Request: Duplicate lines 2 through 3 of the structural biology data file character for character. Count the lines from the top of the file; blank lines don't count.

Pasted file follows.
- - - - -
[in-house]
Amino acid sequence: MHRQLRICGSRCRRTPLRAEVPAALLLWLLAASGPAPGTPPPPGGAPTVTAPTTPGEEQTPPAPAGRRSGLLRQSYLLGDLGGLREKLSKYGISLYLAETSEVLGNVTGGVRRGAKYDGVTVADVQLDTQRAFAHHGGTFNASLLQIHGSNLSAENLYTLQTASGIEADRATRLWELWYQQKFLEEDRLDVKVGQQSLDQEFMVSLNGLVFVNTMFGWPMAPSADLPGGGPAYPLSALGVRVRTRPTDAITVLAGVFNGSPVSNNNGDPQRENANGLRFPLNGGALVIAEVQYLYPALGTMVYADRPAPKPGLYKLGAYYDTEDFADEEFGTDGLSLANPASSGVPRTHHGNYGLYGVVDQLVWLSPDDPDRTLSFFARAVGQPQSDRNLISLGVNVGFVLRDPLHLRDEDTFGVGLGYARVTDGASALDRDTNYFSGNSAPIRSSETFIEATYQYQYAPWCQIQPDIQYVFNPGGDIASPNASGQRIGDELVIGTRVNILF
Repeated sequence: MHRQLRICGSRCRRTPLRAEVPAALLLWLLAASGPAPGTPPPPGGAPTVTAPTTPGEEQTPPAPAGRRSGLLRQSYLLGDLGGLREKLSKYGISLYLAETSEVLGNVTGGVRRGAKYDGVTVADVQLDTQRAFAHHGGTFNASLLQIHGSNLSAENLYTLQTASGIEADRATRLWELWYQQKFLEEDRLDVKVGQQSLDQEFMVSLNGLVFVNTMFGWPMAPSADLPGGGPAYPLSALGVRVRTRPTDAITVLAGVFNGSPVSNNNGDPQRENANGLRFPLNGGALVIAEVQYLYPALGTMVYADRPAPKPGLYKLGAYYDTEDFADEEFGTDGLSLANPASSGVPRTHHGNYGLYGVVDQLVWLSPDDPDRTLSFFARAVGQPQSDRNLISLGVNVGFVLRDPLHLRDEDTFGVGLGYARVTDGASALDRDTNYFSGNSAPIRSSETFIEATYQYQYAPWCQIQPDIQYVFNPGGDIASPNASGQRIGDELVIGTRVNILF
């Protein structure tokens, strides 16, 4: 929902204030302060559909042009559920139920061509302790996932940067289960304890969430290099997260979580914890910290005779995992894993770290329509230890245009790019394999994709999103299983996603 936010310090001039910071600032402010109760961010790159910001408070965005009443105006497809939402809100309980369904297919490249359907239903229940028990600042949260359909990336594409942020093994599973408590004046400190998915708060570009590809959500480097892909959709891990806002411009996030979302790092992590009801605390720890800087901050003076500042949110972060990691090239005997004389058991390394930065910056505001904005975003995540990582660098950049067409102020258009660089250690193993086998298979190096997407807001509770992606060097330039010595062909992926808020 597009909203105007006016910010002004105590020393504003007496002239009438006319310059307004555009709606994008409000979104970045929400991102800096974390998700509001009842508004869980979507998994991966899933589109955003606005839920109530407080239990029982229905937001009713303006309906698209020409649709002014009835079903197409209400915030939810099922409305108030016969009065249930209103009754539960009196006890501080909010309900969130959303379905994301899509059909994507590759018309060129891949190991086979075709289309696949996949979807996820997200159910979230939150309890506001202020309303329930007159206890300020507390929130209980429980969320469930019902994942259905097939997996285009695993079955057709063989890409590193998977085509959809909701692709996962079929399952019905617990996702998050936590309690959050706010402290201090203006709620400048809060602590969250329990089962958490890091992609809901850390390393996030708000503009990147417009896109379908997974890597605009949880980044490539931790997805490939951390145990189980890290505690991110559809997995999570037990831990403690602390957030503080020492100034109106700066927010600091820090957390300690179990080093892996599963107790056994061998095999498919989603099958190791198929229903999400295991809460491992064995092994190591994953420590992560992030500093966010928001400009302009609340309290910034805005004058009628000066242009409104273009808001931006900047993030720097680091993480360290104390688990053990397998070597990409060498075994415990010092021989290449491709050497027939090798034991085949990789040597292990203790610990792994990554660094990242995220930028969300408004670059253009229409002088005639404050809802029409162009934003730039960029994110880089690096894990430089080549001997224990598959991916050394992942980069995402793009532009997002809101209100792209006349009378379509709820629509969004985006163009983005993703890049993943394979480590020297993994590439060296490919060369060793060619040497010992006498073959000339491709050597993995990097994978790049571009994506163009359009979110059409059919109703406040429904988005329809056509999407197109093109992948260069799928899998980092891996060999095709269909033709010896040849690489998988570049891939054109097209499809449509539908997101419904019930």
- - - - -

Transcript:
Amino acid sequence: MHRQLRICGSRCRRTPLRAEVPAALLLWLLAASGPAPGTPPPPGGAPTVTAPTTPGEEQTPPAPAGRRSGLLRQSYLLGDLGGLREKLSKYGISLYLAETSEVLGNVTGGVRRGAKYDGVTVADVQLDTQRAFAHHGGTFNASLLQIHGSNLSAENLYTLQTASGIEADRATRLWELWYQQKFLEEDRLDVKVGQQSLDQEFMVSLNGLVFVNTMFGWPMAPSADLPGGGPAYPLSALGVRVRTRPTDAITVLAGVFNGSPVSNNNGDPQRENANGLRFPLNGGALVIAEVQYLYPALGTMVYADRPAPKPGLYKLGAYYDTEDFADEEFGTDGLSLANPASSGVPRTHHGNYGLYGVVDQLVWLSPDDPDRTLSFFARAVGQPQSDRNLISLGVNVGFVLRDPLHLRDEDTFGVGLGYARVTDGASALDRDTNYFSGNSAPIRSSETFIEATYQYQYAPWCQIQPDIQYVFNPGGDIASPNASGQRIGDELVIGTRVNILF
Repeated sequence: MHRQLRICGSRCRRTPLRAEVPAALLLWLLAASGPAPGTPPPPGGAPTVTAPTTPGEEQTPPAPAGRRSGLLRQSYLLGDLGGLREKLSKYGISLYLAETSEVLGNVTGGVRRGAKYDGVTVADVQLDTQRAFAHHGGTFNASLLQIHGSNLSAENLYTLQTASGIEADRATRLWELWYQQKFLEEDRLDVKVGQQSLDQEFMVSLNGLVFVNTMFGWPMAPSADLPGGGPAYPLSALGVRVRTRPTDAITVLAGVFNGSPVSNNNGDPQRENANGLRFPLNGGALVIAEVQYLYPALGTMVYADRPAPKPGLYKLGAYYDTEDFADEEFGTDGLSLANPASSGVPRTHHGNYGLYGVVDQLVWLSPDDPDRTLSFFARAVGQPQSDRNLISLGVNVGFVLRDPLHLRDEDTFGVGLGYARVTDGASALDRDTNYFSGNSAPIRSSETFIEATYQYQYAPWCQIQPDIQYVFNPGGDIASPNASGQRIGDELVIGTRVNILF